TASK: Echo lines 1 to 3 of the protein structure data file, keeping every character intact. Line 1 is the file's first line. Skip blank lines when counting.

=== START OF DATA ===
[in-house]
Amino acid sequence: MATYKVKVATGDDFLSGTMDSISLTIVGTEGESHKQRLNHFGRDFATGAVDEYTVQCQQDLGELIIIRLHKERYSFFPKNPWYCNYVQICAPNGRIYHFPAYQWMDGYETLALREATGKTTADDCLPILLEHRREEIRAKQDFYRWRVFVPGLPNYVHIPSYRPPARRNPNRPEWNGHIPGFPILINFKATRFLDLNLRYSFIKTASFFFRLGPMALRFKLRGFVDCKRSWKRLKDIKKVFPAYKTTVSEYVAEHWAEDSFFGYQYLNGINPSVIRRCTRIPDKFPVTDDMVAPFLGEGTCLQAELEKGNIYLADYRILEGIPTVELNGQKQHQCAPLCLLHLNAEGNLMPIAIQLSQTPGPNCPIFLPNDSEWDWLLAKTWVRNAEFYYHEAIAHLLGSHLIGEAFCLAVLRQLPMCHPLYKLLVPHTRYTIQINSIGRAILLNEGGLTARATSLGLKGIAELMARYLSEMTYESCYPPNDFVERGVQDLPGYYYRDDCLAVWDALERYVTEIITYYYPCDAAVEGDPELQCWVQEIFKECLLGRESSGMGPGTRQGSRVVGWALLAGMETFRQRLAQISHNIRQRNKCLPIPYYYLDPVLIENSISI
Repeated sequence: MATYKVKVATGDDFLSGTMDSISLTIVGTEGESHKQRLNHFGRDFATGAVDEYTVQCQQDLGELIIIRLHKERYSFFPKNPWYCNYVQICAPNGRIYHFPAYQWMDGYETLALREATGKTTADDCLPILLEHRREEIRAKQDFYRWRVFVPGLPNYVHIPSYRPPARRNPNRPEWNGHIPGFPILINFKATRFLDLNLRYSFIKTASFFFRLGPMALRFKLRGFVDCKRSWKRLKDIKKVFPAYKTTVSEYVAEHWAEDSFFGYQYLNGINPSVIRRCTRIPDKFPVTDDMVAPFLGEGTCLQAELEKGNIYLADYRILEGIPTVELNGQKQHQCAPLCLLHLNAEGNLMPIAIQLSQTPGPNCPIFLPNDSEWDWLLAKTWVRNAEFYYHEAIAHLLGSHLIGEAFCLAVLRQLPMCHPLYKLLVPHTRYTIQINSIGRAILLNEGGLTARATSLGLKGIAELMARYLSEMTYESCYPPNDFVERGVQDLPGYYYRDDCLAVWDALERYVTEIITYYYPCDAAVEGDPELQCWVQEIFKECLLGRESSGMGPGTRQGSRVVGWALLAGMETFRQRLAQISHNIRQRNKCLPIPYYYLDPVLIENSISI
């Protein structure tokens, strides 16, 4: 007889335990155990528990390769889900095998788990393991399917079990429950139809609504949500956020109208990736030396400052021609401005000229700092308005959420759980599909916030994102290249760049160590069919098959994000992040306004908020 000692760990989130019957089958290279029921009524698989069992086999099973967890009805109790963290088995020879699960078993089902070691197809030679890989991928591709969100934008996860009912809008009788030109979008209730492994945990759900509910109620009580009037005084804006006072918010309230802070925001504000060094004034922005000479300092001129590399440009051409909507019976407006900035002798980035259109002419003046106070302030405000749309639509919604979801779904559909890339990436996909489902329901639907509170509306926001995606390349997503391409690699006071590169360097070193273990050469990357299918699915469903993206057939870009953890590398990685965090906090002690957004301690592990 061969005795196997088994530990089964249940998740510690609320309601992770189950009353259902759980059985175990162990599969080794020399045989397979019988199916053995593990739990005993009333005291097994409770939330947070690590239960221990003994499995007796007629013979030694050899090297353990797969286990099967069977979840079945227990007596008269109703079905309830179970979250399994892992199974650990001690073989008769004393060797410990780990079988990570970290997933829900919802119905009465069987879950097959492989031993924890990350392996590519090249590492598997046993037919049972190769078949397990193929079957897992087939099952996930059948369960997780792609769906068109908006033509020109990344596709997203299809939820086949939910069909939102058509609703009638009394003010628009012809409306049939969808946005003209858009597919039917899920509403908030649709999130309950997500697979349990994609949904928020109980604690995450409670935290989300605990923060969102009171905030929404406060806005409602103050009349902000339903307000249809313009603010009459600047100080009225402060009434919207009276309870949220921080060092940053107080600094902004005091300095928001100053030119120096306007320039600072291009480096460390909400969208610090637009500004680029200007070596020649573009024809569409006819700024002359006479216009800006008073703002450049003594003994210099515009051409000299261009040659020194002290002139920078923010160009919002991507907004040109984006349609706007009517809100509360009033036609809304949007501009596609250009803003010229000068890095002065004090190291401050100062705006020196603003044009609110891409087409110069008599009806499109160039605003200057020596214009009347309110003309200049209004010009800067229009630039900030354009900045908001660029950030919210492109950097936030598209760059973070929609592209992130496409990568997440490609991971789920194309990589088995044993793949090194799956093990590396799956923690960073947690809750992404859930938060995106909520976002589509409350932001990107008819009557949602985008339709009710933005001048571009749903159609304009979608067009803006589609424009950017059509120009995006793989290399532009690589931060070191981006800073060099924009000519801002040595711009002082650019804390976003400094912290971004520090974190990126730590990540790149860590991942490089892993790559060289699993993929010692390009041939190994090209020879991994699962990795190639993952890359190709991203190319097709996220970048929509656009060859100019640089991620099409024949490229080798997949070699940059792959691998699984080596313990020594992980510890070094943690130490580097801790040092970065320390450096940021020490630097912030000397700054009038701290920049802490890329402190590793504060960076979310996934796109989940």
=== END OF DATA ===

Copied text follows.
[in-house]
Amino acid sequence: MATYKVKVATGDDFLSGTMDSISLTIVGTEGESHKQRLNHFGRDFATGAVDEYTVQCQQDLGELIIIRLHKERYSFFPKNPWYCNYVQICAPNGRIYHFPAYQWMDGYETLALREATGKTTADDCLPILLEHRREEIRAKQDFYRWRVFVPGLPNYVHIPSYRPPARRNPNRPEWNGHIPGFPILINFKATRFLDLNLRYSFIKTASFFFRLGPMALRFKLRGFVDCKRSWKRLKDIKKVFPAYKTTVSEYVAEHWAEDSFFGYQYLNGINPSVIRRCTRIPDKFPVTDDMVAPFLGEGTCLQAELEKGNIYLADYRILEGIPTVELNGQKQHQCAPLCLLHLNAEGNLMPIAIQLSQTPGPNCPIFLPNDSEWDWLLAKTWVRNAEFYYHEAIAHLLGSHLIGEAFCLAVLRQLPMCHPLYKLLVPHTRYTIQINSIGRAILLNEGGLTARATSLGLKGIAELMARYLSEMTYESCYPPNDFVERGVQDLPGYYYRDDCLAVWDALERYVTEIITYYYPCDAAVEGDPELQCWVQEIFKECLLGRESSGMGPGTRQGSRVVGWALLAGMETFRQRLAQISHNIRQRNKCLPIPYYYLDPVLIENSISI
Repeated sequence: MATYKVKVATGDDFLSGTMDSISLTIVGTEGESHKQRLNHFGRDFATGAVDEYTVQCQQDLGELIIIRLHKERYSFFPKNPWYCNYVQICAPNGRIYHFPAYQWMDGYETLALREATGKTTADDCLPILLEHRREEIRAKQDFYRWRVFVPGLPNYVHIPSYRPPARRNPNRPEWNGHIPGFPILINFKATRFLDLNLRYSFIKTASFFFRLGPMALRFKLRGFVDCKRSWKRLKDIKKVFPAYKTTVSEYVAEHWAEDSFFGYQYLNGINPSVIRRCTRIPDKFPVTDDMVAPFLGEGTCLQAELEKGNIYLADYRILEGIPTVELNGQKQHQCAPLCLLHLNAEGNLMPIAIQLSQTPGPNCPIFLPNDSEWDWLLAKTWVRNAEFYYHEAIAHLLGSHLIGEAFCLAVLRQLPMCHPLYKLLVPHTRYTIQINSIGRAILLNEGGLTARATSLGLKGIAELMARYLSEMTYESCYPPNDFVERGVQDLPGYYYRDDCLAVWDALERYVTEIITYYYPCDAAVEGDPELQCWVQEIFKECLLGRESSGMGPGTRQGSRVVGWALLAGMETFRQRLAQISHNIRQRNKCLPIPYYYLDPVLIENSISI